Briefing: Amnesty International’s new report on Meta’s role in the Rohingya Ethnic Cleansing
On October 19, 2022 held a briefing on Amnesty International’s new report, The Social Atrocity: Meta and the Right to Remedy for the Rohingya. Amnesty’s staff shared their research into Meta’s role in the ethnic cleansing and its responsibility to contribute to remedy for the Rohingya. The event was co-sponsored by the Investor Alliance for Human Rights, Amnesty International, and the International Campaign for the Rohingya.
Beginning in August 2017, the Myanmar security forces undertook a brutal campaign of ethnic cleansing against Rohingya Muslims in Myanmar’s Northern Rakhine State. A UN investigation found that the role of Facebook in the violence was “significant”.
Amnesty International’s report, The Social Atrocity: Meta and the Right to Remedy for the Rohingya, is based on an in-depth investigation into Meta (formerly Facebook)’s role in the serious human rights violations perpetrated against the Rohingya. It reveals that in the months and years leading up to the 2017 atrocities, the Facebook platform became an echo chamber of virulent anti-Rohingya content in Myanmar. Meta’s algorithms proactively amplified and promoted content which incited violence, hatred, and discrimination against the Rohingya – pouring fuel on the fire of long-standing discrimination and substantially increasing the risk of an outbreak of mass violence.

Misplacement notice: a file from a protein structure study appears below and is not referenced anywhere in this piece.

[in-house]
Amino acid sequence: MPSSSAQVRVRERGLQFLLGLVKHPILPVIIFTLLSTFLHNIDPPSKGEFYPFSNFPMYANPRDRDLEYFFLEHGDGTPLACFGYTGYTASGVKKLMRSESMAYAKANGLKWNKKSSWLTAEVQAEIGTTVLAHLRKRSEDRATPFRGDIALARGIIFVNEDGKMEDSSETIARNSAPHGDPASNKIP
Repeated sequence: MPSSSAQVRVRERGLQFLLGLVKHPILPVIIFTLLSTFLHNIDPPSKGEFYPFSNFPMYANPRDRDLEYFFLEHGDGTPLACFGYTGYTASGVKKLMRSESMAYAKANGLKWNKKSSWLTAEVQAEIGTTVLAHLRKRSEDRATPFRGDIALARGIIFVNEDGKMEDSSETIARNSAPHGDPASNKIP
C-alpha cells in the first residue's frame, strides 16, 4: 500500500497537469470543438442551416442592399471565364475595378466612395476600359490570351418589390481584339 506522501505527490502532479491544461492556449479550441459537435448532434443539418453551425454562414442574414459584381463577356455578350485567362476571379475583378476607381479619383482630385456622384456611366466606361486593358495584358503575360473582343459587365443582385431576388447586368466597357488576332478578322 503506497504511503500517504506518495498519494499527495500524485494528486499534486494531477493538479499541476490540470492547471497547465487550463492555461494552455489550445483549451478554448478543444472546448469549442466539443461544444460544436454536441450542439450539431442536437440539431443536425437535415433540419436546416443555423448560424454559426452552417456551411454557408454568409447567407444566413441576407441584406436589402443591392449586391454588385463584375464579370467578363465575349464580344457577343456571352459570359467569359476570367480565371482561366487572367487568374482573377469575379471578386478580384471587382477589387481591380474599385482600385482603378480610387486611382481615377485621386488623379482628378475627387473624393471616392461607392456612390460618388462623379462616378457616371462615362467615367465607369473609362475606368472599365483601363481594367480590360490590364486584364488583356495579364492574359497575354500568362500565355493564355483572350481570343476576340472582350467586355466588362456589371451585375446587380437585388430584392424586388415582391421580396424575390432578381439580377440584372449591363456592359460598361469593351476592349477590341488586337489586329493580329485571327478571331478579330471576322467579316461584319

Despite its partial acknowledgement that it played a role in the 2017 violence against the Rohingya, Meta has to date failed to provide an effective remedy to affected Rohingya communities. However, Amnesty International’s systematic legal analysis of Meta’s role in the atrocities perpetrated against the Rohingya leaves little room for doubt: Meta substantially contributed to adverse human rights impacts suffered by the Rohingya and has a responsibility to provide survivors with an effective remedy.
Investors continue to urge ICT companies to prioritize human rights protections in their policies, practices, and business models through the Investor Statement on Corporate Accountability for Digital Rights signed by over 80 investors. In addition, over 86 investors and their representatives are calling in the Investor Statement on Human Rights and Business Activities in Myanmar on companies to undertake enhanced due diligence to ensure that their business activities are not linked to or supporting human rights harms committed by the military junta. Both statements remain open for signature.